The Friday Arts Diary

Our cultural picks for the week ahead.

Theatre

Globe Theatre London, SE1: Doctor Faustus (until 2 October) Christopher Marlowe's epic tragedy makes its first appearance at the London Theatre. Paul Hilton plays the scheming doctor, who makes a pact with the devil. Mephistopheles is Arthur Darvill, best known as Rory in Doctor Who. Expect poetry, comedy and flying dragons.

Festival

Gladstone Park, London, NW10: Gladstonebury Festival (19 June)
Not got a ticket for Glastonbury this year? Then Gladstonebury, in North London may go some way to console you. There will be live music, including The Future Shape of Sound, and The Penny Black Remedy, chainsaw sculpture, juggling, barbecues, beer tents, and the notorious "Woofstock" dog show. And free entry too.

Comedy

Shepherd's Bush Empire, W12: Bo Burnham 18 (June)
Returning for a victory lap after his acclaimed performance at Edinburgh last year, funny-boy Burnham is wowing audiences and winning over the critics with his self-conscious musical/comedy japery.

Film

Various locations, London: Stake Land
Director Jim Mickle has created a torrid, dread-laden atmosphere in this post-apocalyptic vampire horror. Involving nuns, Christian armies and pregnancy, this unusual vision of dystopia is also somehow emotionally engaging, a rare quality in the genre.

Art

Tate Britain, Millbank, SW1P: The Vorticists: Manifesto for a Modern World (Until 4 September)
Led by one-man renaissance, Wyndham Lewis, the Vorticists explored the relationship between art and the increasing mechanisation of Britain in the early 20th Century. They produced expressive works that bridged the gap between Cubism and Futurism.

Gettty
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The mizzly tones of Source FM

Drewzy (male, fortysomething) composedly, gently, talks of “time condensing like dew on a damp Cornish window”.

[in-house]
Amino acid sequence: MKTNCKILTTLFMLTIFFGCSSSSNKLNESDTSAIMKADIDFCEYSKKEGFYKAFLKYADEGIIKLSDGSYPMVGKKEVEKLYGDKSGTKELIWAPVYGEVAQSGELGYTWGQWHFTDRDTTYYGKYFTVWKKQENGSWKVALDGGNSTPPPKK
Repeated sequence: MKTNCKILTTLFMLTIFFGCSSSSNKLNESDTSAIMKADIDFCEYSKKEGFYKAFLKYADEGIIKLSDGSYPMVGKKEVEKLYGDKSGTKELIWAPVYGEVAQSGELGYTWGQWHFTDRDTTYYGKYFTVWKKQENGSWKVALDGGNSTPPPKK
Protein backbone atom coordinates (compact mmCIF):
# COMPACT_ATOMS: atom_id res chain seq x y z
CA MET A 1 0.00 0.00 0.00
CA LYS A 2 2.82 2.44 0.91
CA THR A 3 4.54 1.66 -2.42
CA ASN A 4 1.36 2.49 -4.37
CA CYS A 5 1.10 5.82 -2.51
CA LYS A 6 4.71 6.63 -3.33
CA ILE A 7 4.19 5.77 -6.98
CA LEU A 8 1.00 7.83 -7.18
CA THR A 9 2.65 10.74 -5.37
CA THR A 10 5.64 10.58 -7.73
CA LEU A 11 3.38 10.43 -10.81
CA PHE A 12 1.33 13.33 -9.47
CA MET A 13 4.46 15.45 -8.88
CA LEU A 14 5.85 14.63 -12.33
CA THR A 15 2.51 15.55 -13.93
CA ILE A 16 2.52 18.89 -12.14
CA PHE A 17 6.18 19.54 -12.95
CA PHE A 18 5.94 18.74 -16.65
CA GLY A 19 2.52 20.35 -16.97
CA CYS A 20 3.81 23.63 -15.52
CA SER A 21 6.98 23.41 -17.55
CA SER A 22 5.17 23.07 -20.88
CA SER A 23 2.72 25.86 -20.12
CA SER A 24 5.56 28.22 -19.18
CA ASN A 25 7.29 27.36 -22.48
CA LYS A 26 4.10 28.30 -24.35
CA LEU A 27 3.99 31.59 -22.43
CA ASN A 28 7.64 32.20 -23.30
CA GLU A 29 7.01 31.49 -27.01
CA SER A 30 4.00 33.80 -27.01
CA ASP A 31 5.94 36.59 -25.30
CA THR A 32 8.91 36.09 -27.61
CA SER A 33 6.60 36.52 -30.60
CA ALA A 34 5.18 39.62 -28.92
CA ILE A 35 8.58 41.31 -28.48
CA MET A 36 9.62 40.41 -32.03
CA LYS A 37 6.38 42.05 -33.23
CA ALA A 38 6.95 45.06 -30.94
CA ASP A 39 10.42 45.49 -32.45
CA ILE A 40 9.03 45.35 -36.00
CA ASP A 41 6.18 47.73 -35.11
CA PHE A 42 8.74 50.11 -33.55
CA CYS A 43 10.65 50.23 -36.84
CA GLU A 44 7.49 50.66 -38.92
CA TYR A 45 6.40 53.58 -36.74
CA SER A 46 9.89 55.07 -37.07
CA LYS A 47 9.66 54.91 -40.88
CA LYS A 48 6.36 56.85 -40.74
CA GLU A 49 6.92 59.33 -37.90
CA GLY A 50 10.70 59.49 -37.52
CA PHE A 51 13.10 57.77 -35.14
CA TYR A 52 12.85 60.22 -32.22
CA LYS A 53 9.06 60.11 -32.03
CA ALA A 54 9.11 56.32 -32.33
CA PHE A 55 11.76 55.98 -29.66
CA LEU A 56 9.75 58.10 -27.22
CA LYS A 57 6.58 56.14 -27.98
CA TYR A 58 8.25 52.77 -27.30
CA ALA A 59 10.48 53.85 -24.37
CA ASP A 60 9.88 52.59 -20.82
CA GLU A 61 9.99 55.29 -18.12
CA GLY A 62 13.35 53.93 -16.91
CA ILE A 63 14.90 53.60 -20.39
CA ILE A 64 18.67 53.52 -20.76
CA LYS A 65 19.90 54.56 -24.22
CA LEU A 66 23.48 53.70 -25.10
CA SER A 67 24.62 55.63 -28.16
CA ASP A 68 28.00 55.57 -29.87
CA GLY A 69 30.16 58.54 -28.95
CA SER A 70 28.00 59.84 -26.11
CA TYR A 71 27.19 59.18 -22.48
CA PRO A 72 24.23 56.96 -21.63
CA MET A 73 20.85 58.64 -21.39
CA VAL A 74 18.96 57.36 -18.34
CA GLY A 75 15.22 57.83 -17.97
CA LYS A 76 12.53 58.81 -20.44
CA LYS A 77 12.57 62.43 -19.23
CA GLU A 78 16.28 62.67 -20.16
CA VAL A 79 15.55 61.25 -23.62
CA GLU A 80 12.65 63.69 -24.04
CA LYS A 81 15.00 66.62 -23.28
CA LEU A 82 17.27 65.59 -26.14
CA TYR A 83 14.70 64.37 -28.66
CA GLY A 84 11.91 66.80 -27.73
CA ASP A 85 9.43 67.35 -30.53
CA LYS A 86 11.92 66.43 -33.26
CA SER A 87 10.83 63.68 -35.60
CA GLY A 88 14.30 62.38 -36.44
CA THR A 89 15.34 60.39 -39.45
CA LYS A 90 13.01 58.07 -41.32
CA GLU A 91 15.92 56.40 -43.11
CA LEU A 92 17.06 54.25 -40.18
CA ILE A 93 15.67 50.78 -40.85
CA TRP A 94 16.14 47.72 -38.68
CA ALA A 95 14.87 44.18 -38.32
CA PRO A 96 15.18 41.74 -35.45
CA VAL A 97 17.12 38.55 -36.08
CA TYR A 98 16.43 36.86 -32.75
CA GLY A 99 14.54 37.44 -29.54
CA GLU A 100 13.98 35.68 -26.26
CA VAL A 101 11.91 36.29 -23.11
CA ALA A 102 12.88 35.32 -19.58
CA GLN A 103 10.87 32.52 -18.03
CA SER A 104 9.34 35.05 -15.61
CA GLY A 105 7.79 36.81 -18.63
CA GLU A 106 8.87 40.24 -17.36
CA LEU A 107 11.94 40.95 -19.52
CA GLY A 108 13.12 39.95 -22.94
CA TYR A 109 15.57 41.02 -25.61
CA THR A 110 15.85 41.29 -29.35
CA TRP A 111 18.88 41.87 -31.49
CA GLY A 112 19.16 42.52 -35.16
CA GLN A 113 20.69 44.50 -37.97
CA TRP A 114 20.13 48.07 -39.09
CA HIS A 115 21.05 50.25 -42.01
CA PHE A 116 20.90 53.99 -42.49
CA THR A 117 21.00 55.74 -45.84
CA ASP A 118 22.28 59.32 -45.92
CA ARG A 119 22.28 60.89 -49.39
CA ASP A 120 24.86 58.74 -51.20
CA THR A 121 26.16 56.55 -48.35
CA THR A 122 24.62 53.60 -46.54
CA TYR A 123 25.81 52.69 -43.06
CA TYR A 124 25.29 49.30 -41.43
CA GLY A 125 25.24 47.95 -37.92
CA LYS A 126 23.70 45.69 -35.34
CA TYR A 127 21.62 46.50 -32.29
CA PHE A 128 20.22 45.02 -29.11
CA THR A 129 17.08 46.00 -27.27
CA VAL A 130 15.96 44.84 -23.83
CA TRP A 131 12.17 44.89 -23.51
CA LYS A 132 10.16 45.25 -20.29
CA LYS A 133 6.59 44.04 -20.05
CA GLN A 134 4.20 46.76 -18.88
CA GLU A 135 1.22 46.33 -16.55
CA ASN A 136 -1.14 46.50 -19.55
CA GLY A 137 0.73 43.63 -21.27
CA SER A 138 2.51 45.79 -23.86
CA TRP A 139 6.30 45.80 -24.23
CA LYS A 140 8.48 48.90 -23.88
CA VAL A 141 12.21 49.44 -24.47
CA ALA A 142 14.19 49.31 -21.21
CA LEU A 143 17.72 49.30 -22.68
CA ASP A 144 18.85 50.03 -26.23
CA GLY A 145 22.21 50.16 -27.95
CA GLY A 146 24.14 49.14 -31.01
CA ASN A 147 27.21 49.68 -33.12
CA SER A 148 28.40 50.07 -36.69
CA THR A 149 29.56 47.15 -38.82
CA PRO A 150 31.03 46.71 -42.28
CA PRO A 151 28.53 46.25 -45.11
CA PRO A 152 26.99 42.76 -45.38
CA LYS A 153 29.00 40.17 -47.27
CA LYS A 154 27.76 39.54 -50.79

A mizzly Thursday in Falmouth and the community radio presenters Drewzy and the Robot are playing a Fat Larry’s Band single they picked up in a local charity shop. Drewzy (male, fortysomething) composedly, gently, talks of “time condensing like dew on a damp Cornish window”, and selects a Taiwanese folk song about muntjacs co-operating with the rifles of hunters. The robot (possibly the same person using an electronic voice-changer with a volume booster, but I wouldn’t swear to it) is particularly testy today about his co-host’s music choices (“I don’t like any of it”), the pair of them broadcasting from inside two converted shipping containers off the Tregenver Road.

I am told the Source can have an audience of up to 5,500 across Falmouth and Penryn, although when I fan-mail Drewzy about this he replies: “In my mind it is just me, the listener (singular), and the robot.” Which is doubtless why on air he achieves such epigrammatic fluency – a kind of democratic ease characteristic of a lot of the station’s 60-plus volunteer presenters, some regular, some spookily quiescent, only appearing now and again. There’s Pirate Pete, who recently bewailed the scarcity of pop songs written in celebration of Pancake Day (too true); there’s the Cornish Cream slot (“showcasing artists . . . who have gone to the trouble of recording their efforts”), on which a guest recently complained that her Brazilian lover made her a compilation CD, only to disappear before itemising the bloody tracks (we’ve all been there).

But even more mysterious than the identity of Drewzy’s sweetly sour robot is the Lazy Prophet, apparently diagnosed with PTSD and refusing medication. His presenter profile states, “I’ve spent the last year in almost total isolation and reclusion observing the way we do things as a species.”

That, and allowing his energies to ascend to a whole new plateau, constructing a two-hour Sunday-morning set – no speaking: just a mash-up of movie moments, music, animal and nature sounds – so expert that I wouldn’t be surprised if it was in fact someone like the La’s Salinger-esque Lee Mavers, escaped from Liverpool. I’m tempted to stake out the shipping containers.

Antonia Quirke is an author and journalist. She is a presenter on The Film Programme and Pick of the Week (Radio 4) and Film 2015 and The One Show (BBC 1). She writes a column on radio for the New Statesman.

This article first appeared in the 11 February 2016 issue of the New Statesman, The legacy of Europe's worst battle